A virtual programme designed to connect organisations with teams of students from around the world has been hailed a success by one of its alumni mentors.
More than 450 students from top global institutions including the University of Warwick and Monash University, came together to provide innovative solutions to business challenges through the TeamWork mentoring programme. Over 60 Warwick alumni volunteered to act as mentors and provided projects to develop students’ intercultural awareness, communication and project management skills.
The projects, created by alumni and other external organisations, came from a wide array of sectors and industries, from non-profits to global corporations. Two of these were set by Richard Parris (MBA, 1992), CEO of sustainable technology company, Sabien Technology Group, and digital trust and privacy solutions provider, Aretiico.
He challenged the Sabien student team to investigate the global market for creating carbon-reducing solutions and the economic benefits that might follow. The students’ work was of such high quality that Sabien published the whitepaper to coincide with the COP26 Summit in Glasgow, and will use the findings to frame the company’s strategy in this area.
The Aretiico team was tasked to define the future of digital trust. The impressive standard of their work and video presentation led Richard to share their findings at the Follow the Entrepreneur Summit in Mykonos, and task them with a follow-up project. Richard said:
“These projects required the students to climb fast learning curves across a range of disciplines. They had to come together from a standing start without any prior in-person interaction, bond as a working unit across national and cultural boundaries, become familiar with new and wide-ranging commercial, societal and technical topics and learn to present their conclusions on a live virtual stage.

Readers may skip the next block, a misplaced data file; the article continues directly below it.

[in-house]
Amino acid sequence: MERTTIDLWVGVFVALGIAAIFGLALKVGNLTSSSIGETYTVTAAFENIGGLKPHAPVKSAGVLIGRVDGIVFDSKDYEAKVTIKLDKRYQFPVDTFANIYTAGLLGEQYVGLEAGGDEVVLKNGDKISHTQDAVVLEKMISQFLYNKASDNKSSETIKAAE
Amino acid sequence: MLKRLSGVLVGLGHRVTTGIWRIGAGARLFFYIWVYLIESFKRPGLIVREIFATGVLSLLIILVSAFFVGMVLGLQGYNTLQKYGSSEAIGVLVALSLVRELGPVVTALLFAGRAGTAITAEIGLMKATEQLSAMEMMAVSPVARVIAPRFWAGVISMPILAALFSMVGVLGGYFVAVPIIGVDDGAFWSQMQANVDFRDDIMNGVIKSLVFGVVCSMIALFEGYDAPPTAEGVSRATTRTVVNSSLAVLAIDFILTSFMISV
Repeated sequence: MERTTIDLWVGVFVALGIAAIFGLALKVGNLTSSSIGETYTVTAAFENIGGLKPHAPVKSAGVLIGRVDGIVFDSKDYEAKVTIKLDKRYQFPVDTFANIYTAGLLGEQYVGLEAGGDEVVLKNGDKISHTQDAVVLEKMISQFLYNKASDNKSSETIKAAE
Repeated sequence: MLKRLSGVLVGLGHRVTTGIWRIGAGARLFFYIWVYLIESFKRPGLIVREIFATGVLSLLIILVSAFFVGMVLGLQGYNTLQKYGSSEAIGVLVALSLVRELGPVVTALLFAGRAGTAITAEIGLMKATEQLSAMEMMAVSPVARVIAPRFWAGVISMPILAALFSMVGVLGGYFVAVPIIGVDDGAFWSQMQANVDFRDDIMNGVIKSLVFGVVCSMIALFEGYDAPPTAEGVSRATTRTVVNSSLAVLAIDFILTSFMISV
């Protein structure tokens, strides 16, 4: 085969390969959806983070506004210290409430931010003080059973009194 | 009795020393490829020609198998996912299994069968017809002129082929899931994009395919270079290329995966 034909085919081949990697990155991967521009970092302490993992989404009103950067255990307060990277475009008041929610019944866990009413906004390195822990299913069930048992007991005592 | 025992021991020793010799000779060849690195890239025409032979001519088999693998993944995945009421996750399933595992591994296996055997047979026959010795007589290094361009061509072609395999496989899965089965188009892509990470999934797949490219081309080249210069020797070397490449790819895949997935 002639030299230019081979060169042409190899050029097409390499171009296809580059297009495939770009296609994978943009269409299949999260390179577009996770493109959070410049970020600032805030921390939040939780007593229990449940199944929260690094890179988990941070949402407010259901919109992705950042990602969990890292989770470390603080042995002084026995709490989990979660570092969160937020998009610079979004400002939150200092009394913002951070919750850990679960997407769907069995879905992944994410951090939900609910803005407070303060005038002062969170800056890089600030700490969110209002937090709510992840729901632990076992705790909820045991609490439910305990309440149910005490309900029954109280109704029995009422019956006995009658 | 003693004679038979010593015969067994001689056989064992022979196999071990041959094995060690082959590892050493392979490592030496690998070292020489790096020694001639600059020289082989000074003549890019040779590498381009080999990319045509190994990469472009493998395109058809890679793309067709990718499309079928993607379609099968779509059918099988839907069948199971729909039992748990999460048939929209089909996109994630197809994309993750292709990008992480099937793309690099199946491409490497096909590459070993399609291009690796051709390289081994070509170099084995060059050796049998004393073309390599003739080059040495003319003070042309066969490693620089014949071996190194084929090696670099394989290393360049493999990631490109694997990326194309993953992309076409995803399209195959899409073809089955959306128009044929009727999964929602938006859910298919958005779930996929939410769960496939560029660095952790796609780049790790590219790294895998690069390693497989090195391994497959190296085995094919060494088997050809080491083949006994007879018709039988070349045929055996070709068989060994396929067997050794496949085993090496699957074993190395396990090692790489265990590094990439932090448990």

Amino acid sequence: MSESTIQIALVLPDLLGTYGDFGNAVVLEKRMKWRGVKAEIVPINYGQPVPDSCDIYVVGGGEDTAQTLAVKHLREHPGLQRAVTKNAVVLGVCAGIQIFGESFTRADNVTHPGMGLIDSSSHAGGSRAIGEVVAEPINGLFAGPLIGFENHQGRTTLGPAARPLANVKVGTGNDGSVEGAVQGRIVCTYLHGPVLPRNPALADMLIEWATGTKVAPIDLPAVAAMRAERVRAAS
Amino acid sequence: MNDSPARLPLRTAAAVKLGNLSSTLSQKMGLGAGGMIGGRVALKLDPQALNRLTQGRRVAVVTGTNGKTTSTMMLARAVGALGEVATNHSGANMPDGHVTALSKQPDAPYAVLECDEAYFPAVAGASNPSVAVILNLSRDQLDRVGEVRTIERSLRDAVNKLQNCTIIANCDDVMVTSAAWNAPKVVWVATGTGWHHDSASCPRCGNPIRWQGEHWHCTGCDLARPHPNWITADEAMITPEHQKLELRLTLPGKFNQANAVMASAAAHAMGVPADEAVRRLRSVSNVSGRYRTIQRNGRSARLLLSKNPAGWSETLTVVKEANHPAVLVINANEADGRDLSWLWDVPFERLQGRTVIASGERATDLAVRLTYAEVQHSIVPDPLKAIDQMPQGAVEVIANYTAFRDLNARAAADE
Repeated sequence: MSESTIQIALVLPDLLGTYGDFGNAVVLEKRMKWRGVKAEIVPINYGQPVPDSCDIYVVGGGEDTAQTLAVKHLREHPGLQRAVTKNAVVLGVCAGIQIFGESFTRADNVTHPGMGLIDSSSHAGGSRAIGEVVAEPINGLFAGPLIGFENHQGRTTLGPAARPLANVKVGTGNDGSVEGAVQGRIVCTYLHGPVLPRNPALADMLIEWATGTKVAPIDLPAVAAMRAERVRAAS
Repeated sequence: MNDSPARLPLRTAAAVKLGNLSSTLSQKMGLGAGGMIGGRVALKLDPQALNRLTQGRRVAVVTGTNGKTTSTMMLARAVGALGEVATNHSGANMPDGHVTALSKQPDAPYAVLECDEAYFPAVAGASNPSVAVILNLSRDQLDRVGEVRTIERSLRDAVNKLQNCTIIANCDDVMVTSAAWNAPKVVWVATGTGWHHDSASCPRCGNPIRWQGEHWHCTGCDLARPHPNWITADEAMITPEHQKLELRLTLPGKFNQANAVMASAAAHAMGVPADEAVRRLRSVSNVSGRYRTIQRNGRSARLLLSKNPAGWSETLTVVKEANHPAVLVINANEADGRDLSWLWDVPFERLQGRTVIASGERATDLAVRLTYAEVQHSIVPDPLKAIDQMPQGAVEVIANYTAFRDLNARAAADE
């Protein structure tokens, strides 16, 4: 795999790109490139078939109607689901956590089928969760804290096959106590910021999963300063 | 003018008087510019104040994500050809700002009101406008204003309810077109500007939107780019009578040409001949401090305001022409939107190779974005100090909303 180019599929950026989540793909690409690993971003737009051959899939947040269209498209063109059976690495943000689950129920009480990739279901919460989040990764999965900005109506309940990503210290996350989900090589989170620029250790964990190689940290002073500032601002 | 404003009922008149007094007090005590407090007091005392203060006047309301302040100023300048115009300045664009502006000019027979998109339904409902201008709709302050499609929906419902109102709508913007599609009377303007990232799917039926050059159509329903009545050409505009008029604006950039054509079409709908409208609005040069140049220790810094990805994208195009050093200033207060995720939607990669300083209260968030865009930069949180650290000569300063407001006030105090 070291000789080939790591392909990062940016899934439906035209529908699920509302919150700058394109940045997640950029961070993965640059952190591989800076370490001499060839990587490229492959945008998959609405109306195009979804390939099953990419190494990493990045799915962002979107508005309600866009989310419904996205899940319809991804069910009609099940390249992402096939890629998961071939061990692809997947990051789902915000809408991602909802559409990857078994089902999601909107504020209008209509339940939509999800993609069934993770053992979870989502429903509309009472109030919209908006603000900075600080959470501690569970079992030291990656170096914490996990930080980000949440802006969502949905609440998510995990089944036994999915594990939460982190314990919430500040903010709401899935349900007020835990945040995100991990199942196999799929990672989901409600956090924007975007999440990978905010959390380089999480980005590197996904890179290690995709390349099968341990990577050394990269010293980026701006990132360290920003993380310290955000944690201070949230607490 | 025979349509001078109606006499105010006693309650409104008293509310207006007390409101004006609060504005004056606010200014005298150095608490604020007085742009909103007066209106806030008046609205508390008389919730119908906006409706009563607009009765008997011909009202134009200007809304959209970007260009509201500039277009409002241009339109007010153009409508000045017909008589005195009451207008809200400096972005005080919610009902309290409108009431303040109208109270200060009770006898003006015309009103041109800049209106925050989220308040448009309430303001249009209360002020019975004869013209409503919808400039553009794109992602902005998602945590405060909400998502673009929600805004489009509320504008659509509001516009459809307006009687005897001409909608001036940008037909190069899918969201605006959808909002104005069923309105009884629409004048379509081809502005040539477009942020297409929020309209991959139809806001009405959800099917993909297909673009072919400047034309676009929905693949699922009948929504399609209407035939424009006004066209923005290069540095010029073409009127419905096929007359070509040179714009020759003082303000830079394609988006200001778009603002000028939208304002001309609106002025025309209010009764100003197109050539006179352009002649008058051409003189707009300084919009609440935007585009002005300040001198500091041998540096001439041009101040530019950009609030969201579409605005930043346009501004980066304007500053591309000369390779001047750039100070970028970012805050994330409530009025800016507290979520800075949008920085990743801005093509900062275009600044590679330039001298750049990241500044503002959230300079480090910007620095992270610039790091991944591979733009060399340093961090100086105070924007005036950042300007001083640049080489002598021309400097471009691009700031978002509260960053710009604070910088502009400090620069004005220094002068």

“The reports and presentations they produced were insightful and immediately of use to my mentoring companies. I trust the experience the students gained will equip them well for their future careers. I remain highly impressed with the TeamWork programme. It generated an almost immediate return on my investment in time to mentor the teams and I will participate in the programme next year.”
Student feedback from the programme was overwhelmingly positive and students reported a 50% increase in their confidence levels across a variety of employability skills. One student who took part in the Aretiico project said:
“I’m very thankful for my TeamWork experience. Not only am I able to apply what I’ve learned from TeamWork in my academic pursuits, but because of the relevancy of our team's subject to modern debates and contemporary life, I’m now more aware of what’s going on in cyber space and with the Internet of Things and am able to conduct myself and my work in a safer and more conscious manner.”
Esther de Perlaky, TeamWork Programme Manager at the University of Warwick said:
“TeamWork provides students and organisations with a fantastic opportunity to work together on a project to make a difference. The interaction between an organisation and students is such a rich experience for both, providing students with valuable international experiences and employability skills for their future; at the same time providing the host organisation with access to a potential graduate talent pipeline.”
A key element when designing the programme was also to ensure 50% of Warwick student places were prioritised for students from less privileged backgrounds. In 2021, the TeamWork programme provided 120 financial bursaries to students from underrepresented groups, which were funded by alumni through Warwick Innovation Fund.
Warwick will be hosting its next TeamWork virtual internship programme in July 2022 and welcomes offers of short-term projects for its multinational student teams.